Even amidst all the chaos of Brexit, some sectors and companies are pushing ahead with grand plans.  Without a clear view of the threats looming over the horizon, forging ahead with strategic plans previously in the works is sometimes the best route a company can take.

The UK has long seen the potential in the emerging market of Lebanon.  The Minister for the Middle East, Alistair Burt, recently noted that the UK was among the first to recognize Lebanon as a sovereign country 75 years ago.  Even with all the economic uncertainty in the UK right now, exports to Lebanon increased in 2017, to £461 million.  And as Brexit will take the UK out of the EU’s customs union and single regulatory market, the UK will be left to its own devices in negotiating bilateral trade deals with trading partners, as was the intent of Brexit from the get-go.  So, the government is reaching out preemptively to get those deals hashed out ahead of the potential turmoil to come in the spring.

Simon Penney, of the UK government’s Department for International Trade, is new, as of October, trade commissioner for the region that includes the Middle East, Afghanistan, and Pakistan.  He recently spoke about the initiatives being discussed and worked on between the UK and Lebanon, and in November he met with the Lebanese Prime Minister, Minister of Trade and Economy, President of the Council of Development and Reconstruction, leaders of Lebanon Trade and Economic Associations, and the UK Lebanon Tech Hub.

The two countries are especially trying to leverage their strengths with highly skilled, entrepreneurial, young people.  Lebanon has a strong private-sector economy, with profitable banking, tourism, architecture, construction, wholesale and retail trade industries.  And they have invested heavily in boosting their competencies in pharmaceuticals and IT, while their art and fashion industries are playing a larger role on the world stage.  The UK is the leading tech startup region in Europe with a growing number of small and medium privately-owned businesses that already have ties to Lebanon.

The country is pushing hard to spark increased growth, and investors are taking notice of its potential.  If the UK can form lasting relationships with a growing economy that is attracting foreign investment, it will start having its own trade relationships to rely on in the absence of those between the EU and other nations.  And Lebanon provides a great bridge between the UK and other Middle East countries.

A natural fit for the two countries is to focus on expanding their relationships in the tech industry and eCommerce and incentivizing small to medium privately-owned businesses to continue growing.  The UK Lebanon Tech Hub, started in 2015, has already created 2000 Lebanese jobs, facilitated the start-up of 86 new Lebanese firms, made deals worth $8.5 million in the UK, and increased revenues in Lebanon by $26 million. The UK and Lebanon are also looking to partner in the infrastructure, energy, education, and healthcare sectors in the future.

While they are partnering to expand international growth for both countries, the primary focus is on local economic and social benefits, especially attracting investment from other foreign countries and making heavy use of PPP (Public Private Partnership) deals.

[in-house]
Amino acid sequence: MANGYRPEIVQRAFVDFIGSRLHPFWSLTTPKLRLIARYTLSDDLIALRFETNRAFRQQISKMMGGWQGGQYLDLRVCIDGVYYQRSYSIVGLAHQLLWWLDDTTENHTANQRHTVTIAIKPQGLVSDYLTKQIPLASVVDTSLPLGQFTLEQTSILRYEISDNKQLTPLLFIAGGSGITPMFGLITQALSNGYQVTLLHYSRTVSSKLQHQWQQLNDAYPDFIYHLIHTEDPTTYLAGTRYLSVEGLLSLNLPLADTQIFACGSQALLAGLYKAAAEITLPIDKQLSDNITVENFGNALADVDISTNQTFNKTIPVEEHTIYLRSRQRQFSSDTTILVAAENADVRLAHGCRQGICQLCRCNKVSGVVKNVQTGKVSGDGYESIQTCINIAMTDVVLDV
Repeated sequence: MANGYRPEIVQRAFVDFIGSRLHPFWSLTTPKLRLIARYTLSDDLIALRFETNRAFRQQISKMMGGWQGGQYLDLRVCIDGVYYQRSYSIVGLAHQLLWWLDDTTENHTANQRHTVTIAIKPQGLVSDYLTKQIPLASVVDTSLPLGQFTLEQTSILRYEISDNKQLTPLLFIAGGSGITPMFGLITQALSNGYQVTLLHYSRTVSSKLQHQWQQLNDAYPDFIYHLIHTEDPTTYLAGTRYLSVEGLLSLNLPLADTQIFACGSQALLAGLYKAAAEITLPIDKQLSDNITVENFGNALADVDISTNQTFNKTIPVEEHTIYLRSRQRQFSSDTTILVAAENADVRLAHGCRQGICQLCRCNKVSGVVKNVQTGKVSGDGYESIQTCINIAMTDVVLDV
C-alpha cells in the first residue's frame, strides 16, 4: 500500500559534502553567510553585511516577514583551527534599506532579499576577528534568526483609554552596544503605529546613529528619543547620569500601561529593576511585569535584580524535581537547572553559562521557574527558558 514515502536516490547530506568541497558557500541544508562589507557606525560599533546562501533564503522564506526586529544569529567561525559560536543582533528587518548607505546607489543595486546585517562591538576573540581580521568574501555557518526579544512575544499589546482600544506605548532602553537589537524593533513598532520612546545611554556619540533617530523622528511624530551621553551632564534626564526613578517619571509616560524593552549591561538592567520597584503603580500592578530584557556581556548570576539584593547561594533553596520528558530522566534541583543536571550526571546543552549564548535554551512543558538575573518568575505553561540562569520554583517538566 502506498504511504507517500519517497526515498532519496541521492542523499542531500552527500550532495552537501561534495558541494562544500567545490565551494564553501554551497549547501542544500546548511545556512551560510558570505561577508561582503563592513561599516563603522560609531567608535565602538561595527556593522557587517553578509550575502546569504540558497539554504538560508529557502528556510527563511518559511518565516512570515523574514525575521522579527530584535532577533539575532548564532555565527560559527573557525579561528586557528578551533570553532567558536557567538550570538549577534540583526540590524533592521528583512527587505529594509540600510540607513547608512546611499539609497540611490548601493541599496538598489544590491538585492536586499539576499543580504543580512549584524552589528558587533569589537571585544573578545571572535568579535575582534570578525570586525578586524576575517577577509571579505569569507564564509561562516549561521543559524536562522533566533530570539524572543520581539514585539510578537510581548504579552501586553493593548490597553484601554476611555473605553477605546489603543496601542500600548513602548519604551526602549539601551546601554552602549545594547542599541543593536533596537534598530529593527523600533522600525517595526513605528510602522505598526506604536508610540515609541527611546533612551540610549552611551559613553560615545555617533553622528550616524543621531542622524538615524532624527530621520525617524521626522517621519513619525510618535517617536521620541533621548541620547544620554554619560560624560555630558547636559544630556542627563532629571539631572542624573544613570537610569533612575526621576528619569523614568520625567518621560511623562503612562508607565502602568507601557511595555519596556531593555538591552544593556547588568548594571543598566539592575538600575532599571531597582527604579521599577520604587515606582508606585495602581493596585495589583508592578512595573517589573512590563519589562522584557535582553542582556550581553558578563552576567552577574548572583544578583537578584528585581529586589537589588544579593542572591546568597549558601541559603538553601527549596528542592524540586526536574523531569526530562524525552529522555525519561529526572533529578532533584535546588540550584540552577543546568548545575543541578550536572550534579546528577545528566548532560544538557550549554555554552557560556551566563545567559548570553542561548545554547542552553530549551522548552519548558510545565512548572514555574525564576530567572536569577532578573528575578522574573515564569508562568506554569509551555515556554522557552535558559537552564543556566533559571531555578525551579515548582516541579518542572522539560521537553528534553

Some of the innovations coming out of Lebanon include Slider (a tech gadget online shopping comparison site), tele-surgery, early asthma detection, auto-tuning for guitars, and smoking cessation “smart” lighters.

November saw the launch of a new partnership venture between the UK and Lebanon: the ELITE program of the London Stock Exchange Group created to facilitate the dual listing of public companies.  They work with Lebanese businesses to negotiate the regulatory, capital, and governance requirements in order to tap into huge sources of foreign investment via the London Stock Exchange.

In a continuation of the momentum being built over the last few months, the UK-Lebanon Business and Investment Forum took place in December at the Institution of Engineering and Technology in London.  Mr. Burt explained that in addition to business partnerships, the UK’s support of the Lebanese Armed Forces has helped to secure the Syrian border and make economic growth and stability possible in the region.  This has resulted in the UK lifting its advice not to travel to parts of Lebanon, which is helping the tourism industry there.

A $22 billion capital investment program focused on power, public transportation, and water, is not only offering returns to investors, but bringing the Lebanese infrastructure into the 21st century.  Mr. Burt also expressed gratitude for Lebanese efforts to quickly put in place a government that will enhance transparency and fiscal discipline, offering confidence to potential business investors.

Two key achievements were announced at the Forum.  First, the UK pledged £30 million, in addition to $11 billion already pledged by other countries, to back its program to support the Lebanese government and infrastructure plans, paving the way for more grants and private investment in the future.  Second,  a trade deal worth $300 million was struck between Rolls Royce and Middle East Airlines.  In this deal, Rolls Royce will supply engines for a new fleet of Airbus planes.